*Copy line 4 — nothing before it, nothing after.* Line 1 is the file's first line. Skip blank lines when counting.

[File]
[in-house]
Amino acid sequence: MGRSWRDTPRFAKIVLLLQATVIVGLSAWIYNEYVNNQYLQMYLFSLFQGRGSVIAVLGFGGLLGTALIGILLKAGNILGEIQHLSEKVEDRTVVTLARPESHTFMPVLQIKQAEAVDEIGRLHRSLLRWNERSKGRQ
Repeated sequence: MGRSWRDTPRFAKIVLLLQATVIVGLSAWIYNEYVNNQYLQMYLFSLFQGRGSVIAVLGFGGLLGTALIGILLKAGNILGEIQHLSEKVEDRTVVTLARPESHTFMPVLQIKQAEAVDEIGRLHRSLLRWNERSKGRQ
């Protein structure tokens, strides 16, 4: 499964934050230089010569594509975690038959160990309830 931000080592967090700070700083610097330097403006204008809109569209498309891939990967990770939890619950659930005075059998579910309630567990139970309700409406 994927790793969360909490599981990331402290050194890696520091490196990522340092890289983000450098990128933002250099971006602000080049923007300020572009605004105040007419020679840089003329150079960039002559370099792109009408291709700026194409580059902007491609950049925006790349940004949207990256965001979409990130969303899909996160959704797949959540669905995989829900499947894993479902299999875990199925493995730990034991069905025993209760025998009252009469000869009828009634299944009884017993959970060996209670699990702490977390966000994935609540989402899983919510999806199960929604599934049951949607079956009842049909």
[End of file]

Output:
């Protein structure tokens, strides 16, 4: 499964934050230089010569594509975690038959160990309830 931000080592967090700070700083610097330097403006204008809109569209498309891939990967990770939890619950659930005075059998579910309630567990139970309700409406 994927790793969360909490599981990331402290050194890696520091490196990522340092890289983000450098990128933002250099971006602000080049923007300020572009605004105040007419020679840089003329150079960039002559370099792109009408291709700026194409580059902007491609950049925006790349940004949207990256965001979409990130969303899909996160959704797949959540669905995989829900499947894993479902299999875990199925493995730990034991069905025993209760025998009252009469000869009828009634299944009884017993959970060996209670699990702490977390966000994935609540989402899983919510999806199960929604599934049951949607079956009842049909």